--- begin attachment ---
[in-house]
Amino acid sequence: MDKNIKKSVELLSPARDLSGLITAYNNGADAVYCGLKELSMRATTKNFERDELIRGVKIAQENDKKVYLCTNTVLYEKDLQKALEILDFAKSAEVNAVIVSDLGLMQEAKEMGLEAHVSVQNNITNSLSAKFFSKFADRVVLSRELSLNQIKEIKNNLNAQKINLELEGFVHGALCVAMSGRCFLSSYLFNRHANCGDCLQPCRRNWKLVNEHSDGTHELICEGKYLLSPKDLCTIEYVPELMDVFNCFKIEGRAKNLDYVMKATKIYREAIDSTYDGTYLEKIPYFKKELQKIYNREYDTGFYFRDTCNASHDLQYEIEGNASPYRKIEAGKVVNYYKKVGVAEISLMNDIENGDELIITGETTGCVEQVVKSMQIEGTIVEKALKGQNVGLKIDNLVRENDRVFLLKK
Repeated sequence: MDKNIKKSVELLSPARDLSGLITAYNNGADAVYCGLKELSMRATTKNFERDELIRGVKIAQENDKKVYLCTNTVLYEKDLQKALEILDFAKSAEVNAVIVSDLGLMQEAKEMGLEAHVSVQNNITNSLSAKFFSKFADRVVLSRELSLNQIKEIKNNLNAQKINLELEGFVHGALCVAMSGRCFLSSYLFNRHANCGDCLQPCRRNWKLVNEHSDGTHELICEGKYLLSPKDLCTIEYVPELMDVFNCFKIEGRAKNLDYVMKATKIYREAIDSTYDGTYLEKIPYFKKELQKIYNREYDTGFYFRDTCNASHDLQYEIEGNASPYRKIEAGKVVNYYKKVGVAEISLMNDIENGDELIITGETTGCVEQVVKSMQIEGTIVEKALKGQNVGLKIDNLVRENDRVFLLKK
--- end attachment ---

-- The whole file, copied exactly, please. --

[in-house]
Amino acid sequence: MDKNIKKSVELLSPARDLSGLITAYNNGADAVYCGLKELSMRATTKNFERDELIRGVKIAQENDKKVYLCTNTVLYEKDLQKALEILDFAKSAEVNAVIVSDLGLMQEAKEMGLEAHVSVQNNITNSLSAKFFSKFADRVVLSRELSLNQIKEIKNNLNAQKINLELEGFVHGALCVAMSGRCFLSSYLFNRHANCGDCLQPCRRNWKLVNEHSDGTHELICEGKYLLSPKDLCTIEYVPELMDVFNCFKIEGRAKNLDYVMKATKIYREAIDSTYDGTYLEKIPYFKKELQKIYNREYDTGFYFRDTCNASHDLQYEIEGNASPYRKIEAGKVVNYYKKVGVAEISLMNDIENGDELIITGETTGCVEQVVKSMQIEGTIVEKALKGQNVGLKIDNLVRENDRVFLLKK
Repeated sequence: MDKNIKKSVELLSPARDLSGLITAYNNGADAVYCGLKELSMRATTKNFERDELIRGVKIAQENDKKVYLCTNTVLYEKDLQKALEILDFAKSAEVNAVIVSDLGLMQEAKEMGLEAHVSVQNNITNSLSAKFFSKFADRVVLSRELSLNQIKEIKNNLNAQKINLELEGFVHGALCVAMSGRCFLSSYLFNRHANCGDCLQPCRRNWKLVNEHSDGTHELICEGKYLLSPKDLCTIEYVPELMDVFNCFKIEGRAKNLDYVMKATKIYREAIDSTYDGTYLEKIPYFKKELQKIYNREYDTGFYFRDTCNASHDLQYEIEGNASPYRKIEAGKVVNYYKKVGVAEISLMNDIENGDELIITGETTGCVEQVVKSMQIEGTIVEKALKGQNVGLKIDNLVRENDRVFLLKK